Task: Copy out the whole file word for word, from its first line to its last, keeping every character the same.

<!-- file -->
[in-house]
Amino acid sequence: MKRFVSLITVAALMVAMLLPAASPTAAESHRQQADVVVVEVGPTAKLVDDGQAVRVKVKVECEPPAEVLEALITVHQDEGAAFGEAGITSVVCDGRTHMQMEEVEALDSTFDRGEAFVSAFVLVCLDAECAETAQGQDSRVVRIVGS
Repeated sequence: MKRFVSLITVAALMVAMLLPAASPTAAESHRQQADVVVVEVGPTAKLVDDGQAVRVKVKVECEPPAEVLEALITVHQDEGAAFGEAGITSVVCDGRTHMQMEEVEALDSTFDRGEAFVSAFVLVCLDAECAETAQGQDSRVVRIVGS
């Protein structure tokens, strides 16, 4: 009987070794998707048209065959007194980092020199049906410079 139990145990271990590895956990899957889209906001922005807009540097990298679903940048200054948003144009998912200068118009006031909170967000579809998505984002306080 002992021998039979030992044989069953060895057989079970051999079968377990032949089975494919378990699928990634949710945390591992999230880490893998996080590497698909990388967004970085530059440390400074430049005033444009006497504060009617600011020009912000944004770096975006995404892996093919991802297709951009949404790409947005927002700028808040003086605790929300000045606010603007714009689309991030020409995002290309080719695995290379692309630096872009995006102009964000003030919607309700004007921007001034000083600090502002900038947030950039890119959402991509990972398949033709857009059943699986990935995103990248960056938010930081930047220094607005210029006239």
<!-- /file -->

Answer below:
[in-house]
Amino acid sequence: MKRFVSLITVAALMVAMLLPAASPTAAESHRQQADVVVVEVGPTAKLVDDGQAVRVKVKVECEPPAEVLEALITVHQDEGAAFGEAGITSVVCDGRTHMQMEEVEALDSTFDRGEAFVSAFVLVCLDAECAETAQGQDSRVVRIVGS
Repeated sequence: MKRFVSLITVAALMVAMLLPAASPTAAESHRQQADVVVVEVGPTAKLVDDGQAVRVKVKVECEPPAEVLEALITVHQDEGAAFGEAGITSVVCDGRTHMQMEEVEALDSTFDRGEAFVSAFVLVCLDAECAETAQGQDSRVVRIVGS
């Protein structure tokens, strides 16, 4: 009987070794998707048209065959007194980092020199049906410079 139990145990271990590895956990899957889209906001922005807009540097990298679903940048200054948003144009998912200068118009006031909170967000579809998505984002306080 002992021998039979030992044989069953060895057989079970051999079968377990032949089975494919378990699928990634949710945390591992999230880490893998996080590497698909990388967004970085530059440390400074430049005033444009006497504060009617600011020009912000944004770096975006995404892996093919991802297709951009949404790409947005927002700028808040003086605790929300000045606010603007714009689309991030020409995002290309080719695995290379692309630096872009995006102009964000003030919607309700004007921007001034000083600090502002900038947030950039890119959402991509990972398949033709857009059943699986990935995103990248960056938010930081930047220094607005210029006239």